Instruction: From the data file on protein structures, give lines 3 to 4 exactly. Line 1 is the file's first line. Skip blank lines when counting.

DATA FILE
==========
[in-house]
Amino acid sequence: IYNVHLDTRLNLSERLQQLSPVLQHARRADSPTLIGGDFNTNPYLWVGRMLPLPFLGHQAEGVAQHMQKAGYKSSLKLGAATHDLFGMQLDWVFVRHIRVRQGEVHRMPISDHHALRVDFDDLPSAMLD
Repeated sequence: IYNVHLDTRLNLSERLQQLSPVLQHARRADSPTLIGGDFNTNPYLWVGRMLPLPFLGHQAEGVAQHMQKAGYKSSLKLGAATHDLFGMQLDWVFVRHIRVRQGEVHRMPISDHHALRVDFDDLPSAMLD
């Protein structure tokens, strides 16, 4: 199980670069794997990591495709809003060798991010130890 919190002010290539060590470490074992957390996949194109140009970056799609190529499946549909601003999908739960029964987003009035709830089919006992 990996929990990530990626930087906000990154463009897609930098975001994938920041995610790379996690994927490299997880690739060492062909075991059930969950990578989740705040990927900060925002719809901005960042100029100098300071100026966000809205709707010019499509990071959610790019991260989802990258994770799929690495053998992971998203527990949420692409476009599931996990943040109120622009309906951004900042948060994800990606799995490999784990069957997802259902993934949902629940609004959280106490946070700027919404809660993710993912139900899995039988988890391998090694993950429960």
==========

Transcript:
Repeated sequence: IYNVHLDTRLNLSERLQQLSPVLQHARRADSPTLIGGDFNTNPYLWVGRMLPLPFLGHQAEGVAQHMQKAGYKSSLKLGAATHDLFGMQLDWVFVRHIRVRQGEVHRMPISDHHALRVDFDDLPSAMLD
């Protein structure tokens, strides 16, 4: 199980670069794997990591495709809003060798991010130890 919190002010290539060590470490074992957390996949194109140009970056799609190529499946549909601003999908739960029964987003009035709830089919006992 990996929990990530990626930087906000990154463009897609930098975001994938920041995610790379996690994927490299997880690739060492062909075991059930969950990578989740705040990927900060925002719809901005960042100029100098300071100026966000809205709707010019499509990071959610790019991260989802990258994770799929690495053998992971998203527990949420692409476009599931996990943040109120622009309906951004900042948060994800990606799995490999784990069957997802259902993934949902629940609004959280106490946070700027919404809660993710993912139900899995039988988890391998090694993950429960």